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Medicare, MSAs, the SMART Act, and your taxes

I’ve long avoided getting into the Medicare Set-Aside issue for a bunch of reasons; it’s highly esoteric, requires deep knowledge, is ever-changing, can get pretty nasty and getting educated about MSAs would come with a high opportunity cost – I wouldn’t be able to do any real work for a couple months.

But never one to waste an opportunity to stick my neck into the noose, here goes.  First, my admittedly ill-informed view.

CMS’ failure to a) make rational decisions pertaining to future costs and treatment and b) provide intelligent guidance to P&C payers is a travesty. 

For CMS to assume that any current treatment will continue forever, at current prices, with current (brand) drugs, when any sane person knows that is absolutely NOT going to happen, is nuts.

Passage of the SMART Act helps address several key problems, but there is still much to be addressed before insurers can feel comfortable settling claims – comfortable that they aren’t getting screwed, comfortable that CMS isn’t going to come back and ask for more money, comfortable that the process, methodology, and calculations are actually somewhat stable – if not rational.  Certainty is the goal here, and we’re still well short of that.

Leaving aside the debacle that has been CMS’ attempt to implement a law passed by Congress (with little guidance as to how to actually implement Congress’ wishes), there’s a different issue that deserves mention – why MSAs?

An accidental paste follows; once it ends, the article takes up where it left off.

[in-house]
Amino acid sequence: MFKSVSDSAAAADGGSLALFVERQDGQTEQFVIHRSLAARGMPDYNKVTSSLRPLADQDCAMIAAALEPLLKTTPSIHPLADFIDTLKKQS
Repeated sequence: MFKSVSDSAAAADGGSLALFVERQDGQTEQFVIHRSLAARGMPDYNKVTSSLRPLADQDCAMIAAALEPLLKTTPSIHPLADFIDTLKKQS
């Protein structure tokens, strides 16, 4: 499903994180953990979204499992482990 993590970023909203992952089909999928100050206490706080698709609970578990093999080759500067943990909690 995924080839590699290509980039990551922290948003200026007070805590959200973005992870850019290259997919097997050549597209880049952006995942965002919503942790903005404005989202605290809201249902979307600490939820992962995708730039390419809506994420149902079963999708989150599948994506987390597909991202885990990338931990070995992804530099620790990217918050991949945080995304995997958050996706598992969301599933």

Their purpose is to ensure that taxpayers don’t have to pay for care that should be covered by another entity.  And I’m very much OK with that.  As a taxpayer and contributor to Medicare’s funding, I don’t want my tax dollars spent on care that should be paid for by someone else.  I doubt anyone does.

Therein lies the rub.  Reality is, for decades, we taxpayers have been footing the bill for medical care consumed by workers comp claimants, to the tune of tens/scores/hundreds of millions of dollars (pick one).  That was great for those on the hook for WC claims and premiums, not great for taxpayers.

So, on the one hand, I think everyone (except maybe CFOs at and owners of P&C carriers) supports the IDEA of the Secondary Payer Act.  On the other hand, making the idea a reality has been a(n) mess/disaster/embarrassment. But on the third hand, it is necessary.

I know, commenting on something so obvious may seem like a waste of pixels.  But it’s good to know CMS is actually trying to save taxpayers’ dollars.

Now if they could only figure out how.





One thought on “Medicare, MSAs, the SMART Act, and your taxes”

  1. Come on Joe – you were almost there. Lead the charge! CMS isn’t capable of creating a solution but the insurance industry is. We need to stop writing big checks and setting them lose into the free economy under the auspice of “self-administration.” We need to create solutions that don’t involve CMS, capture the $2B in MSA funds paid annually and covers the care that Medicare isn’t supposed to. This is the risk management industry. Let’s finally start managing the risk!

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Joe Paduda is the principal of Health Strategy Associates



A national consulting firm specializing in managed care for workers’ compensation, group health and auto, and health care cost containment. We serve insurers, employers and health care providers.



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